Caused by a virus, these un­sightly growths are a harm­less rite of pas­sage for most young­sters.

EQUUS - - Young Horses Health Check -

Small crusty growths caused by the pa­pil­loma virus, warts usu­ally ap­pear on a young horse’s muz­zle but can be found on the eye­lids as well. They are pri­mar­ily a cos­metic con­cern and will go away once the horse’s body mounts an im­mune re­sponse against them. “Typ­i­cally we sim­ply try to talk the owner into ig­nor­ing warts be­cause, in most horses, they run their course quickly,” says Tia Nel­son, DVM, a vet­eri­nar­ian from He­lena, Mon­tana. “Then they are gone and the horse usu­ally has im­mu­nity against warts for the rest of its life.”

Oc­ca­sion­ally, how­ever, warts be­come so large that they ob­struct a nos­tril or other­wise cause prob­lems. “Once in a great while, we see some warts that are re­ally aw­ful---so thick and large that the young horse has a hard time eat­ing,” says Nel­son.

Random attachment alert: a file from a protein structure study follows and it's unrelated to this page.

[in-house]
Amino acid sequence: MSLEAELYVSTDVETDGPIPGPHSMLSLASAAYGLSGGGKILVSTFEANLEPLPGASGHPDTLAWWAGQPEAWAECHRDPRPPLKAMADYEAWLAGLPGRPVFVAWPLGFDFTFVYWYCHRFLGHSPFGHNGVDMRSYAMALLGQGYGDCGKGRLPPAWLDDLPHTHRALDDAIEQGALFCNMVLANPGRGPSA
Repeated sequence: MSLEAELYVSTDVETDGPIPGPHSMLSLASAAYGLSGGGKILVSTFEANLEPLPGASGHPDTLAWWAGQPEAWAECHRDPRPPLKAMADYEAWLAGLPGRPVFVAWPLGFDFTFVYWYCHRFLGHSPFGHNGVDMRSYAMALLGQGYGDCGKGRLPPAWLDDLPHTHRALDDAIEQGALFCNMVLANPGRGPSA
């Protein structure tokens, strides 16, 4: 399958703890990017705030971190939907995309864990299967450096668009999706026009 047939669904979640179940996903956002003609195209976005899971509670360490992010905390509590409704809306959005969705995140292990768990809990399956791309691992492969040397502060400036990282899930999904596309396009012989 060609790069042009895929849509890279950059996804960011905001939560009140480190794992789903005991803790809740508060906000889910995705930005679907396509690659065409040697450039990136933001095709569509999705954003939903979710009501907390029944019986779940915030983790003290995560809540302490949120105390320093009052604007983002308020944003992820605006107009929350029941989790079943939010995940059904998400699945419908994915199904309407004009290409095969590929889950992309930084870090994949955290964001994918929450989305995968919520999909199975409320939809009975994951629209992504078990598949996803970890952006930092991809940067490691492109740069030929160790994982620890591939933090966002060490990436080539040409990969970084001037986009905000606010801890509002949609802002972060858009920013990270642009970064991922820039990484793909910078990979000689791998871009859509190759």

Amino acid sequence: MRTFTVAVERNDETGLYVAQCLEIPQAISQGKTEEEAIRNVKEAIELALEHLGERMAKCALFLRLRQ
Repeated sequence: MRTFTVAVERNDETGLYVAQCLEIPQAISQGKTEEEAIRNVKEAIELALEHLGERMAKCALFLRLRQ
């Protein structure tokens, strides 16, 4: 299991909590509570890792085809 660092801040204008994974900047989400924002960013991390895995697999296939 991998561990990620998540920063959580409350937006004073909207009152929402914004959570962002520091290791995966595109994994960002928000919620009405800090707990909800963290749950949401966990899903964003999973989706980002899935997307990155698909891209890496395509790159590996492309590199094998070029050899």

In those cases, she says treat­ment fo­cuses on get­ting the horse’s im­mune sys­tem to rec­og­nize the virus as for­eign and at­tack it. “We se­date the horse and use a pair of pli­ers to crush one or more of the warts deeply enough to make them bleed,” she ex­plains. “This will of­ten give the im­mune sys­tem a sig­nal that an in­truder is present, al­low­ing the horse’s body to mount an im­mune re­sponse (to fight the warts) faster than when you sim­ply leave the warts alone. Usu­ally within a week to 10 days, the warts shrink up and are all gone. In the mean­time, we may give the young horse some bute or Banamine to help with the dis­com­fort while re­cov­er­ing.”

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